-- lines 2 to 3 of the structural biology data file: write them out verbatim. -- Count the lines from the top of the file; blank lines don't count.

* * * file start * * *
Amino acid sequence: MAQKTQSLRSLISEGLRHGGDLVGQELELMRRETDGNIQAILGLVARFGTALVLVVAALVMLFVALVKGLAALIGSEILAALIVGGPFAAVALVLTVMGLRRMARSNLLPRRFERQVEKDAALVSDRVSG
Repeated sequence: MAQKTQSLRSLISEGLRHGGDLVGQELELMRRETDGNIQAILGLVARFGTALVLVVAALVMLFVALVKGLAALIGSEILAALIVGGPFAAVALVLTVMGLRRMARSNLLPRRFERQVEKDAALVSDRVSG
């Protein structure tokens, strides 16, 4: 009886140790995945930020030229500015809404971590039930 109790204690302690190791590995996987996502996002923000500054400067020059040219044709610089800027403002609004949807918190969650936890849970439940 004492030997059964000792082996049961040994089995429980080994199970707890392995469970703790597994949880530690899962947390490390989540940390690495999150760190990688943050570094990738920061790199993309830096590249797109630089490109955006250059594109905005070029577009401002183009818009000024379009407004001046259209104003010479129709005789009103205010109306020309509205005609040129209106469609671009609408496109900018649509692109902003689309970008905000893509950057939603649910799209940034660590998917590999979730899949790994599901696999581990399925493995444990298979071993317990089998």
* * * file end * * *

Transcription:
Repeated sequence: MAQKTQSLRSLISEGLRHGGDLVGQELELMRRETDGNIQAILGLVARFGTALVLVVAALVMLFVALVKGLAALIGSEILAALIVGGPFAAVALVLTVMGLRRMARSNLLPRRFERQVEKDAALVSDRVSG
């Protein structure tokens, strides 16, 4: 009886140790995945930020030229500015809404971590039930 109790204690302690190791590995996987996502996002923000500054400067020059040219044709610089800027403002609004949807918190969650936890849970439940 004492030997059964000792082996049961040994089995429980080994199970707890392995469970703790597994949880530690899962947390490390989540940390690495999150760190990688943050570094990738920061790199993309830096590249797109630089490109955006250059594109905005070029577009401002183009818009000024379009407004001046259209104003010479129709005789009103205010109306020309509205005609040129209106469609671009609408496109900018649509692109902003689309970008905000893509950057939603649910799209940034660590998917590999979730899949790994599901696999581990399925493995444990298979071993317990089998």